Jason June's high school diary becomes catalyst for 'Jay's Gay Agenda'

·4 min read

Jun. 19—After writing children's literature and middle-grade fantasy for several years, author Jason June realized that although fantasy allowed a lot of imaginative space for more whimsical elements and world-building, when it came to young adult fiction, more than anything, she wanted to tell stories about people.

And shifting into contemporary young adult fiction seemed the best way to start. "It felt so different from what I had been working on," June said, explaining how moving into contemporary fiction allowed her to start seeing that real life has magic all its own.

"I'd been focusing on literal magic — fairies and wizards and witches — and totally forgetting about the sparks that real life can hit in us specifically when you're a teenager and you're having all these firsts ... realizing the kind of people you want to have around you, the kind of person you want to be and figuring out how to become that person."

She was especially inspired by reading Mary H.K. Choi's "Emergency Contact" and Cynthia Leitich Smith's "Hearts Unbroken" where she could feel a seed of the author's real life being expanded and woven through a set of fictional characters.

"I thought, 'Oh, I've really wanted to try that myself,'" June said. So she set to work reading old diaries and collecting other assorted memories from her time growing up in Riverside, attending Riverside High School and later moving to Seattle.

"I remembered this diary I used to keep before I came out in my senior year of high school, of all the things that I wanted to do when I finally met another gay person," she said. June identifies as genderqueer and uses masculine and feminine pronouns. But, she explained, "My overriding energy is feminine."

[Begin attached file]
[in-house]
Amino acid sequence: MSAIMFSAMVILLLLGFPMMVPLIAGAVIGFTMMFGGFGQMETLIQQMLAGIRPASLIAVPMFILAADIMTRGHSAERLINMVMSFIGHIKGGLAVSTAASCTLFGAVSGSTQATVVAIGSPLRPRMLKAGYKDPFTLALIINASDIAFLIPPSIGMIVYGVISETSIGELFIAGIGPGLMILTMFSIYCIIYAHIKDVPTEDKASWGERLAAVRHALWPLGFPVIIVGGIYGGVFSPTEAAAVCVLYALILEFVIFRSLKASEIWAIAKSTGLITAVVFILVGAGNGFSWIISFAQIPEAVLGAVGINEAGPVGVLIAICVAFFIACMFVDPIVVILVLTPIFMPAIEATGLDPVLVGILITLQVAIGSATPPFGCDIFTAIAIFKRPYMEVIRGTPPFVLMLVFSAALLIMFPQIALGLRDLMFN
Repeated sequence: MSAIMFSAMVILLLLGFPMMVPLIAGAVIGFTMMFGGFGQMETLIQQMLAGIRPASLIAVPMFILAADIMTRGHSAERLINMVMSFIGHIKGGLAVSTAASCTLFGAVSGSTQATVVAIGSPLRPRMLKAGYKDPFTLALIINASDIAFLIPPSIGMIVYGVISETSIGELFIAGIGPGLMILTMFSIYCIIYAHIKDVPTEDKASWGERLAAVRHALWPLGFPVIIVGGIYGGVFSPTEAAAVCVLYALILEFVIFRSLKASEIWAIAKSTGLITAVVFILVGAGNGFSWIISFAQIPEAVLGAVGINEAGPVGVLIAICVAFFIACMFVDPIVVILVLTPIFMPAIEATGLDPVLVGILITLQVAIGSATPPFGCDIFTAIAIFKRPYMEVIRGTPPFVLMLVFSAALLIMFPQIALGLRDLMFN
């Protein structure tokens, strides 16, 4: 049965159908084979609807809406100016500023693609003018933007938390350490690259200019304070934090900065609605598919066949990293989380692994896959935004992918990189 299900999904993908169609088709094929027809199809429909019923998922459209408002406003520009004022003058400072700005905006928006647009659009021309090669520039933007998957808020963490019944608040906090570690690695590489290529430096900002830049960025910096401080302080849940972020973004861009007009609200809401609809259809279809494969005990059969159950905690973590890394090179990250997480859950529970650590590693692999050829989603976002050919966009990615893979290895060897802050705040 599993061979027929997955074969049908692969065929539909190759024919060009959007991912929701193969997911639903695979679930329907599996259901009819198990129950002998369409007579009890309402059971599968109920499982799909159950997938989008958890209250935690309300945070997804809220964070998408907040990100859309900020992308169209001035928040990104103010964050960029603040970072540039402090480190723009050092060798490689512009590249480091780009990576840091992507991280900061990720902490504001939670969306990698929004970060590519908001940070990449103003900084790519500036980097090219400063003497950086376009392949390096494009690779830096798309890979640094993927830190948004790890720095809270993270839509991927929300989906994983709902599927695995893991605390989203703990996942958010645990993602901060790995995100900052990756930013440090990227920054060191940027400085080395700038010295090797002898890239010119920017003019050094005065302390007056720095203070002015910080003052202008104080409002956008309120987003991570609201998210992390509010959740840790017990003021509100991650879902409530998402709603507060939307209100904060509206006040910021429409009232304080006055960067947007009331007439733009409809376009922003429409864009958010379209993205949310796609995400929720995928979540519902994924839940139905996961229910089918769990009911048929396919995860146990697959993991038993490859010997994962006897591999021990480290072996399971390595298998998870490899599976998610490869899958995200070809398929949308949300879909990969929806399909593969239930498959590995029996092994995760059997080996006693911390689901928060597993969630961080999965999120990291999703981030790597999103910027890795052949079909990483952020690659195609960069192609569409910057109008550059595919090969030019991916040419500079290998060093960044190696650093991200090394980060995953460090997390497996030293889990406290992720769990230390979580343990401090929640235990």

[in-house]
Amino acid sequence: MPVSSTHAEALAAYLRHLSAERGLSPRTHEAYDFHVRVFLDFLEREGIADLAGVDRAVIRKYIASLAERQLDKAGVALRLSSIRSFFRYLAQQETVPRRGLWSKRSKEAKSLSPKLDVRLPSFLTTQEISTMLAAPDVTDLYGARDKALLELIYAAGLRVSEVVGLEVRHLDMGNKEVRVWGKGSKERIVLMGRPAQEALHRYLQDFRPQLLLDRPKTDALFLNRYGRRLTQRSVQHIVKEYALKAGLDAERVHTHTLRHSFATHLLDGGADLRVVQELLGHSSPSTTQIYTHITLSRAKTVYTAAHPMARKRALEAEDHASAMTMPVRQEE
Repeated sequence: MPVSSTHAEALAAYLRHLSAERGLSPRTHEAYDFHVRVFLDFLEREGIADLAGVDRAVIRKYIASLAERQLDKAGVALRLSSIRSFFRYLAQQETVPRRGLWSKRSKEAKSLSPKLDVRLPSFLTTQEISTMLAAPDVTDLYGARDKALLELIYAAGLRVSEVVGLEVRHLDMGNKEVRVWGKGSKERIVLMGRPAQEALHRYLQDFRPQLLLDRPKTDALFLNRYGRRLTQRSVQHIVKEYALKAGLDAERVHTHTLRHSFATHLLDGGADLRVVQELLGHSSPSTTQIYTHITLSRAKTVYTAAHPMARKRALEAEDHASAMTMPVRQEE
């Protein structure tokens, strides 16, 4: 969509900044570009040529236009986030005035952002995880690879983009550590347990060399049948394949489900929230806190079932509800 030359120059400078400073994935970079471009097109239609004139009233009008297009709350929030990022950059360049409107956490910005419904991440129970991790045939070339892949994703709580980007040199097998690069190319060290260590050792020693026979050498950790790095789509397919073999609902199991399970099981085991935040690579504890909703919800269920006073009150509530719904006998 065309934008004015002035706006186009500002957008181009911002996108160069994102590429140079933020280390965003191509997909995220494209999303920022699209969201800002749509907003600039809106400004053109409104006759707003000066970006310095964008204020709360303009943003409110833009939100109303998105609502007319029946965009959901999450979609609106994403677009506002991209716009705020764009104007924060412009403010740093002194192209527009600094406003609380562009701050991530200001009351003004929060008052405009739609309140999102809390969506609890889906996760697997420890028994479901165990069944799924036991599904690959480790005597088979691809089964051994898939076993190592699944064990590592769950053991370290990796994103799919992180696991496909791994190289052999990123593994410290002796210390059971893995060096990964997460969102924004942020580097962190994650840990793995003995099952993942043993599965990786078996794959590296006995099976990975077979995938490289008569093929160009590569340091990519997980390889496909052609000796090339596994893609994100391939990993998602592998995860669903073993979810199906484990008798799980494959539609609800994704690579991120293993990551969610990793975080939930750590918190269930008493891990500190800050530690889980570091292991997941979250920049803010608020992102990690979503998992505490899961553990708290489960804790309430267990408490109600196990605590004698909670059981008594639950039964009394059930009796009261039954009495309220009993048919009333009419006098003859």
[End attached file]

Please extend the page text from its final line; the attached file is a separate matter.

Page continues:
There weren't any other out queer students at the time, she said, so her high school diary became a list of "one day, maybe's" and, more recently, a jumping-off point for her novel, "Jay's Gay Agenda."

"There's nothing wrong about anybody who's in any letter or any color of the beautiful LGBTQ rainbow family we have," she said. But feeling isolated in your identity, feeling like the odd one out, can often feel as if who you are is wrong in itself.

"I had all those hopes and dreams of someday being in a relationship and someday being able to have sex and someday being able to talk about it as freely as my straight friends."

A sex-positive, young-adult rom-com, "Jay's Gay Agenda" follows high school senior Jay Collier — the only out queer student at his high school in the rural town of Riverton, Washington. Jay's community is accepting and supportive of his identity, but without any LGBTQ+ peers to share his experiences, he struggles with an unshakeable sense of loneliness.

From the book's summary: "While all his friends can't stop talking about their heterosexual hookups and relationships, Jay can only dream of his own firsts, compiling a romance to-do list of all the things he hopes to one day experience — his Gay Agenda.

"Then, against all odds, Jay's family moves to Seattle, and he starts his senior year at a new high school with a thriving LGBTQ+ community. For the first time, Jay feels like he's found where he truly belongs.

"But as Jay begins crossing items off his list, he'll soon be torn between his heart and his hormones, his old friends and his new ones ... because, after all, life and love don't always go according to plan."

The title was one of the first things to really solidify, June said. First, the idea was to "poke fun" at the concept of a "gay agenda" as a sort of queer master plan aimed at "turning everybody gay." In that sense, she said, there is no "gay agenda."

"The only agenda we have as queer people is one in which we are able to be happy and have the love and romance and sex that we want in our lives," she said. "And that's individual for each of us ... each of us has our own little 'gay agenda,' just for our own lives, just like everyone else ... and Jay is emblematic of that."

June hopes that readers will come away from the book with a sense of community and a new capacity for self-compassion. "I hope readers understand it's OK to make mistakes."

Jay, as the only queer person at his high school, feels emotionally stunted when it comes to relationships. So when he finally gets into a queer community, he jumps in head first, anxious about "catching up" to his straight peers with sexual milestones.

"I want readers to know that you don't have to worry about catching up, there is no wrong speed. The path that you're on is the path that you're on and that's right for you, and even if you do make a mistake ... it's not the absolute end of the world. It doesn't make you any less worthy of love."

Jason June's "Jay's Gay Agenda" is available at Auntie's Bookstore.

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